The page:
The Euler a sampler works better with lower steps. In this example, I think the image comes out best as 30 and 40 steps.
Testing sampling steps with DPM++ 2M Karras
For most other samplers, higher steps work better. I think the best one here is 35 steps.
Recommendation: 35 steps works great for most samplers.
You can use this checkbox to quickly repair messed-up faces.
Recommendation: Only use this feature if you are strapped on time. Hires Fix (below) is much more powerful than Restore Faces. I don't recommend checking both Restore Faces and Hires Fix either: they don't work well together.
This will make the image a tile, so that you can repeat it to create seamless patterns.
Unfortunately, it's completely unusable with most custom models. Even if you are using the Stable Diffusion v1.5 base model you can only use simple prompts.
Recommendation: Purchase Midjourney and use the --tile command
If I could only recommend beginners a single setting, this would be it.
I think the name is a bit of a shame, because Hires Fix is upscaling. You have to check it to see the actual word "upscaler" though, and a lot of people end up missing it.
Hires Fix upscales your image according to the settings that you provide it. These are the settings:
AUTOMATIC1111 gives you a number of upscalers by default.
You can also download and use custom upscalers: here's a database of upscalers you can use.
I recommend the following upscalers:
- 4x-UltraSharp (download the .pth file)
- 4x_NMKD-Siax (look for the folder "NMKD Siax" and download the .pth file within)
- 4x_NMKD-Superscale (look for the folder "NMKD Superscale" and download the .pth file within)
Place these in the folder
stable-diffusion-webui/models/ESRGAN and reload the UI (Reload UI button at bottom of screen) to see them in the Upscalers dropdown.
Let's take a look at our image generated with Hires Fix and different upscalers:
Recommendation: Download 4x-UltraSharp, 4x_NMKD-Siax, and 4x_NMKD-Superscale. These are general purpose upscalers that will work well with all types of content. The actual difference between these are subtle, but they each have their specific uses.
This is the multiple that you would like to upscale your image by.
Next to the Hires fix checkbox, there will be a label displaying the resolution of your output image.
512x768 -> Upscale by 2 -> 1024x1536
512x768 -> Upscale by 3 -> 1536x2304
512x768 -> Upscale by 4 -> 2048x3072
Upscaling is computationally expensive!
Recommendation: Start with 2x. You can really only go beyond this with a powerful GPU.
These are the upscaling steps that occur after your sampling steps.
Sampling steps + Hires steps = Total steps.
The default is 0, which means: use the same number as sampling steps.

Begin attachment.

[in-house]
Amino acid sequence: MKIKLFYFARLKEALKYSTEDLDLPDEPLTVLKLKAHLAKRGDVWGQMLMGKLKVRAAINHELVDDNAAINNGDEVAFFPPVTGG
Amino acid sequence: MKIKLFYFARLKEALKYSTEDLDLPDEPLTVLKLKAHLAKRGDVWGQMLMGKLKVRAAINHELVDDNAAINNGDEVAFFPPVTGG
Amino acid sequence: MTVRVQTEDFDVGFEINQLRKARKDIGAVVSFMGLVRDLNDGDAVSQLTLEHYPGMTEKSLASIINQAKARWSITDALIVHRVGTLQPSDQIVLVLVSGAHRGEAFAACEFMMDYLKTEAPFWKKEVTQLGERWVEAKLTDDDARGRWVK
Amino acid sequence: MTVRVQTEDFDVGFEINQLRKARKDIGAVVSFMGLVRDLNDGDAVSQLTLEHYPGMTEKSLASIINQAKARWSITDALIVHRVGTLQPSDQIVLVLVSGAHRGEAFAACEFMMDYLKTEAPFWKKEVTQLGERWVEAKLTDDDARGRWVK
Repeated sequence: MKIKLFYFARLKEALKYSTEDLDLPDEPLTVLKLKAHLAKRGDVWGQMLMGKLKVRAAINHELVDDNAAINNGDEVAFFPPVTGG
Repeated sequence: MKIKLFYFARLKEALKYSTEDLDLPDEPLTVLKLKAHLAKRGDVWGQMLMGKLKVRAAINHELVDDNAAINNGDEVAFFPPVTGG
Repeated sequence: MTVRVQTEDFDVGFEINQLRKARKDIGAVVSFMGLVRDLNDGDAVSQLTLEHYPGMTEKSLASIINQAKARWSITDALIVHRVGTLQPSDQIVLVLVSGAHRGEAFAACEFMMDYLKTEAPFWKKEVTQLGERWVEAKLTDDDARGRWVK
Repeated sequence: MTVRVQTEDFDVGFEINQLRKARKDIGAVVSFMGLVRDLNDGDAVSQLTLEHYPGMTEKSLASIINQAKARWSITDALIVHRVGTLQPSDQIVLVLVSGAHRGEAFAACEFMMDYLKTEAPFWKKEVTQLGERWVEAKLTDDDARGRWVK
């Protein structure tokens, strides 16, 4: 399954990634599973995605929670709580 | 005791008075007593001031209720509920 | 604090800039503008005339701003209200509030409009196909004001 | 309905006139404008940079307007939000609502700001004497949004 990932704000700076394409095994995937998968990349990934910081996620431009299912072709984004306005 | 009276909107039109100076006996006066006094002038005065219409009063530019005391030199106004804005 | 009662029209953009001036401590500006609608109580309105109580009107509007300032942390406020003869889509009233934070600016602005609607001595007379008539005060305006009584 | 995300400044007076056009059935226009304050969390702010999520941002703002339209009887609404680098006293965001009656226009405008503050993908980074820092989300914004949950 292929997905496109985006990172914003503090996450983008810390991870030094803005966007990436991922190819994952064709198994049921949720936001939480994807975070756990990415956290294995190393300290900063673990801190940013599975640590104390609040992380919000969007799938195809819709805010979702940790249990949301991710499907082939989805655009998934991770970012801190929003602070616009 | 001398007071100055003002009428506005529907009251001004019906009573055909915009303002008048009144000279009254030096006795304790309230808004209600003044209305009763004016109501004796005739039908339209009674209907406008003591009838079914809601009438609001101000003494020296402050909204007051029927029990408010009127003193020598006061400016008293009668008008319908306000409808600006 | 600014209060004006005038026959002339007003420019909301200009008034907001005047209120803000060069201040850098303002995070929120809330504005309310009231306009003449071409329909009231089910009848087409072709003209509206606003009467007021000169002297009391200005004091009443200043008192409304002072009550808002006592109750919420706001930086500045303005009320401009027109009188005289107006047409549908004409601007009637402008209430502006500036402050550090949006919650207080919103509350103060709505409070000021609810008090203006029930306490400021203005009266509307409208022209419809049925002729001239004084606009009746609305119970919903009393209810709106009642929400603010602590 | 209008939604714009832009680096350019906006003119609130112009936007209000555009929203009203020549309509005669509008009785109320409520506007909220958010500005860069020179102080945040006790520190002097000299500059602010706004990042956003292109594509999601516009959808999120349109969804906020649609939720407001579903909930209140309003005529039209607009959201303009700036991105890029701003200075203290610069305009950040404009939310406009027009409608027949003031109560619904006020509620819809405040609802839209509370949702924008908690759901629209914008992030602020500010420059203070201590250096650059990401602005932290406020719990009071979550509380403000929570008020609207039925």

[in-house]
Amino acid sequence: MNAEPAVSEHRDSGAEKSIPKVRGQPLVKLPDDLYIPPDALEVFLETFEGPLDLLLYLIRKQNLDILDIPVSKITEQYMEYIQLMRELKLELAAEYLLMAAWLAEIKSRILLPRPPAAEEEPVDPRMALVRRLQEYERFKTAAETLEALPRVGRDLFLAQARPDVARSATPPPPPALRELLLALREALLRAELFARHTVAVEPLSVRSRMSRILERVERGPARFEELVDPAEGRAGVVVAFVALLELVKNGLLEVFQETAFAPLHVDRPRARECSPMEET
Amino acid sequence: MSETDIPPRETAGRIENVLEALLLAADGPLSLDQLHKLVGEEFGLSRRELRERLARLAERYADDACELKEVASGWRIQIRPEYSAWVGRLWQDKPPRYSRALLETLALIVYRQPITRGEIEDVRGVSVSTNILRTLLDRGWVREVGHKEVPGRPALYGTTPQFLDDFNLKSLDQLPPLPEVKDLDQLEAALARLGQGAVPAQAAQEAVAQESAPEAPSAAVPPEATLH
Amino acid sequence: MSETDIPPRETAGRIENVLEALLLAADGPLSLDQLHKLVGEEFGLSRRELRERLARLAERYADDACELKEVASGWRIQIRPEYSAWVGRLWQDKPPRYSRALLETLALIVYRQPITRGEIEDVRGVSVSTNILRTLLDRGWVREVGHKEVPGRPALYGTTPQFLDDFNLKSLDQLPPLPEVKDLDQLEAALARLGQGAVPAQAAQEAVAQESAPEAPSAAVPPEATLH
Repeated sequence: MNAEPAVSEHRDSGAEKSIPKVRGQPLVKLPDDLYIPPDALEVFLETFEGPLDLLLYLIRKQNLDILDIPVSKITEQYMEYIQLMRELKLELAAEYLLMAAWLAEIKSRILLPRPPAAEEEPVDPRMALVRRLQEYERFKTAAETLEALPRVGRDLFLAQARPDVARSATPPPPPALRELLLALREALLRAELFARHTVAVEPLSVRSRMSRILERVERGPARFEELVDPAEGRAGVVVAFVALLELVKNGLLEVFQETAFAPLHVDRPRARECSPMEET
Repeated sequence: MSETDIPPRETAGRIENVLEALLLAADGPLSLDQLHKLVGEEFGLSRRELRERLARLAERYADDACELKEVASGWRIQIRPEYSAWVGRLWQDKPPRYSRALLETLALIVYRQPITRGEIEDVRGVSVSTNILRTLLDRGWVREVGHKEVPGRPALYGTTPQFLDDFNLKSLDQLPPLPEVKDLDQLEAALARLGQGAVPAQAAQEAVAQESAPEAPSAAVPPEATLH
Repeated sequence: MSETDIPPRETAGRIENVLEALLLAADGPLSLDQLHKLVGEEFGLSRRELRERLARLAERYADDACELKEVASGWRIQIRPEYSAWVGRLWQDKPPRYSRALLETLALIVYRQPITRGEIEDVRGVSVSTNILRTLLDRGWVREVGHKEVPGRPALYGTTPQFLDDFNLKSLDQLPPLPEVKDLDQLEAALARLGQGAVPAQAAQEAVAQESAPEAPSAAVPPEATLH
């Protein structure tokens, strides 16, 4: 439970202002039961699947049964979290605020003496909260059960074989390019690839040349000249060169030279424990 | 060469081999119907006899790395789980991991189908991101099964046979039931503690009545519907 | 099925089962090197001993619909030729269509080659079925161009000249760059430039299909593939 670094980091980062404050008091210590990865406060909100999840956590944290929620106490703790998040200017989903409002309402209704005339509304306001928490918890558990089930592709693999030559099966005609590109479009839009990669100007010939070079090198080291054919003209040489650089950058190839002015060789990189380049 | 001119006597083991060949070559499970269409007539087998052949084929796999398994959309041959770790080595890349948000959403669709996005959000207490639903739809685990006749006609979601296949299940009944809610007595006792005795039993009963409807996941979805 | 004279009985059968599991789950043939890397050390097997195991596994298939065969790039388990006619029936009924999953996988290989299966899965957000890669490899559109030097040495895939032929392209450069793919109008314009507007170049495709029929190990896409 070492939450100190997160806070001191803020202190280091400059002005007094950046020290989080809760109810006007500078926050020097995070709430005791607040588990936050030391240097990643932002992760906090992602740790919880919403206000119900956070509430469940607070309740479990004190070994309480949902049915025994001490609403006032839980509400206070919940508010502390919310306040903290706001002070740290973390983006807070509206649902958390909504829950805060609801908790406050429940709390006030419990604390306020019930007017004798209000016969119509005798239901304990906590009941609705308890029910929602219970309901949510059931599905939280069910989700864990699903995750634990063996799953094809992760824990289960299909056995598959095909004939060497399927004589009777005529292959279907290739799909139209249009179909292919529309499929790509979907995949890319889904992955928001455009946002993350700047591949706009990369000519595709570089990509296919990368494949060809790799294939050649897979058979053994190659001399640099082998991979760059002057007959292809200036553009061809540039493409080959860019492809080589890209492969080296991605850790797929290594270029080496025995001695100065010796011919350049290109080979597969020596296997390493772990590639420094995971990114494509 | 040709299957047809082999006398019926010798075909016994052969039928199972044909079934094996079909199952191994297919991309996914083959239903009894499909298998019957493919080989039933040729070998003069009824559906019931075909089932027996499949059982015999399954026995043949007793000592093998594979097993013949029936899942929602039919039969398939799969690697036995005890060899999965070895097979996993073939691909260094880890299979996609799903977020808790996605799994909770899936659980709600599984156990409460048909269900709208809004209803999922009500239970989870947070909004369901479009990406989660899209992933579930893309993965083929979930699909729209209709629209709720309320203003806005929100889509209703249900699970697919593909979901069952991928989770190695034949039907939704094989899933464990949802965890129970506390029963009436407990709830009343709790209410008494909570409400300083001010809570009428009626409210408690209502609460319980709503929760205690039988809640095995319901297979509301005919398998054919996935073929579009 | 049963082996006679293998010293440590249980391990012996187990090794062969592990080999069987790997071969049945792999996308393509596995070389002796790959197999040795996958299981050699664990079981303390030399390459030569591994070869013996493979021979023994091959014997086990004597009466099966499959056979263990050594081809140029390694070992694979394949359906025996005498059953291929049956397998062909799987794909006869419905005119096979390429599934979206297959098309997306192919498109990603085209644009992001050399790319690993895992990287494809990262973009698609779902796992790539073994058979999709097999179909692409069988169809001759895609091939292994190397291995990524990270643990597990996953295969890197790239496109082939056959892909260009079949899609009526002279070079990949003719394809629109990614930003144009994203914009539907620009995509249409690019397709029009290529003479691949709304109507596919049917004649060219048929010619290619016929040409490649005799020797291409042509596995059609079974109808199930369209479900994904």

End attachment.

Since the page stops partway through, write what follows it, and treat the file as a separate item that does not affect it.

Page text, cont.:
If your sampling steps are 35, and you have Hires steps at 0, then you'll get 35 Hires steps for a total of 70 image steps.
Hires steps are much slower than sampling steps, which is why using Hires fix takes so much more time than an ordinary generation.
Just like sampling steps, there is a such thing as too high and too lower with Hires steps.
Take a look at these examples:
You don't get a proper result with 5 hires steps, and after 15 the results aren't any difference (if anything, the hands get worse).
Recommendation: 15 Hires steps is a good sweet spot between speed and quality. Increasing beyond this point won't benefit you too much.
Think of this as the strength of the upscaler during the upscaling steps.
Setting this to 0 means the upscaler doesn't do anything, and you'll get the same result as if you hadn't used Hires fix.
The default is 0.7.
The optimal denoising strength will depend on the upscaler you're using.
Here's a comparison of different upscaling denoising strength:
Recommendation: The default of 0.7 is usually too high. Experiment with values from 0.3-0.5.
Width & Height
On to the rest of the settings.
Width & height are the resolution of the image before upscaling is applied.
Recommendation: try not to get too far from 512x512 (unless you're using SDXL models, for which the default resolution is 1024x1024). Resolutions like 512x768 (3:4 aspect ratio) also work well.
Batch size & Batch count
Batch size is how many images to make per batch. This is limited by your VRAM.
Batch count is how many batches to make total.
You use both of these settings to produce more images every time you click the Generate button
batch size x batch count = total images generated
Recommendation: Increase the batch size until you max out (you will get a Command Prompt error), and then increase your batch count according, so that
desired number of images = batch size x batch count.
CFG Scale is how much the generation must adhere to the prompt. 0 means to completely ignore the prompt, and 30 means to adhere EXTREMELY strict to the prompt.
Recommendation: The default of 7 works fine in most cases. You can experiment within the range 4-11.
Saving Your Prompt & Settings
At the beginning of this guide, we copy and pasted a block of text and used AUTOMATIC1111 to convert it into settings and prompts.
Now how do we do the opposite?
After we've crafted the perfect prompt and settings, how can we re-use them for next time?
Option 1: Every time you generate an image, this text block is generated below your image. Copy it to your favorite word processor, and apply it the same way as before, by pasting it into the Prompt field and clicking the blue arrow button under Generate.
Option 2: Install the extension stable-diffusion-webui-state. This will preserve your settings between reloads.
And those are the basic Stable Diffusion settings! I hope this guide has been helpful for you. This is meant to be read as a companion to the prompting guide to help you build a foundation for bigger and better generations.
Here is the full beginner series: